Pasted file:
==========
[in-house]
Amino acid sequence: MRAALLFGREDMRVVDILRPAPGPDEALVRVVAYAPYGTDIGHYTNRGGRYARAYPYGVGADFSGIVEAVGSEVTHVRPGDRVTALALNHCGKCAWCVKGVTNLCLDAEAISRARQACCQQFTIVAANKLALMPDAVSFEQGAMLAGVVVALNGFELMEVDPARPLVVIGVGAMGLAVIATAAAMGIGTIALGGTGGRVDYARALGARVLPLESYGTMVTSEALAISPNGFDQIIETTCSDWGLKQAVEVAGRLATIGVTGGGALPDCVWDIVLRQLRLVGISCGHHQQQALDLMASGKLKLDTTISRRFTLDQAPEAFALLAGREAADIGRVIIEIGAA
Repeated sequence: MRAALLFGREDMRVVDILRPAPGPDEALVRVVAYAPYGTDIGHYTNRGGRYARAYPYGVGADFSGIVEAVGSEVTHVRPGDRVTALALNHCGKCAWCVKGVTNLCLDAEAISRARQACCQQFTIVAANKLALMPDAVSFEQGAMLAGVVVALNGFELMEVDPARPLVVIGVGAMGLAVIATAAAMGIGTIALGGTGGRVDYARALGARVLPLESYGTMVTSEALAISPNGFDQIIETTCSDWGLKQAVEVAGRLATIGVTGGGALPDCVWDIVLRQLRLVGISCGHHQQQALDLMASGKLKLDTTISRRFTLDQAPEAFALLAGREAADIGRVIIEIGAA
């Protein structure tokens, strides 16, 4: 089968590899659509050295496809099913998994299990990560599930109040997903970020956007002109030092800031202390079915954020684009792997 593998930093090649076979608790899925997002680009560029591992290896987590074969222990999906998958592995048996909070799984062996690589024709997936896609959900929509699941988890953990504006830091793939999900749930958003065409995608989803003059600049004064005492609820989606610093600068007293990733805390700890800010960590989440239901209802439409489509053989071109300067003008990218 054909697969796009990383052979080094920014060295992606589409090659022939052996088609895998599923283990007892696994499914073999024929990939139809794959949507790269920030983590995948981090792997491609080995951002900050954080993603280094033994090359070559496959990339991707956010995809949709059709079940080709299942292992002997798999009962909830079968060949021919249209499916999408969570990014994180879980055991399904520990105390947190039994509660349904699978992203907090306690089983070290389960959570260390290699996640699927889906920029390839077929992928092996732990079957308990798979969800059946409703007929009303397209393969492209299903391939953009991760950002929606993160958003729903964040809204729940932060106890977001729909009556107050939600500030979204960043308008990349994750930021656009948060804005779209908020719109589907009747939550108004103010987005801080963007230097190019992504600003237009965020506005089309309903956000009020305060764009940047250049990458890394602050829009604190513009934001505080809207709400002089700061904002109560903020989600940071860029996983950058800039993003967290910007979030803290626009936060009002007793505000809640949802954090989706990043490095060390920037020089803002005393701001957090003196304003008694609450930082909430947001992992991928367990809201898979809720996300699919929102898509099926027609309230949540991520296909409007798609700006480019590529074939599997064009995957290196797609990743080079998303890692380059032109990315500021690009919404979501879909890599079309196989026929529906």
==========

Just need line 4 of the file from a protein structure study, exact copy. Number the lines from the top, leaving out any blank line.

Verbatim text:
């Protein structure tokens, strides 16, 4: 089968590899659509050295496809099913998994299990990560599930109040997903970020956007002109030092800031202390079915954020684009792997 593998930093090649076979608790899925997002680009560029591992290896987590074969222990999906998958592995048996909070799984062996690589024709997936896609959900929509699941988890953990504006830091793939999900749930958003065409995608989803003059600049004064005492609820989606610093600068007293990733805390700890800010960590989440239901209802439409489509053989071109300067003008990218 054909697969796009990383052979080094920014060295992606589409090659022939052996088609895998599923283990007892696994499914073999024929990939139809794959949507790269920030983590995948981090792997491609080995951002900050954080993603280094033994090359070559496959990339991707956010995809949709059709079940080709299942292992002997798999009962909830079968060949021919249209499916999408969570990014994180879980055991399904520990105390947190039994509660349904699978992203907090306690089983070290389960959570260390290699996640699927889906920029390839077929992928092996732990079957308990798979969800059946409703007929009303397209393969492209299903391939953009991760950002929606993160958003729903964040809204729940932060106890977001729909009556107050939600500030979204960043308008990349994750930021656009948060804005779209908020719109589907009747939550108004103010987005801080963007230097190019992504600003237009965020506005089309309903956000009020305060764009940047250049990458890394602050829009604190513009934001505080809207709400002089700061904002109560903020989600940071860029996983950058800039993003967290910007979030803290626009936060009002007793505000809640949802954090989706990043490095060390920037020089803002005393701001957090003196304003008694609450930082909430947001992992991928367990809201898979809720996300699919929102898509099926027609309230949540991520296909409007798609700006480019590529074939599997064009995957290196797609990743080079998303890692380059032109990315500021690009919404979501879909890599079309196989026929529906």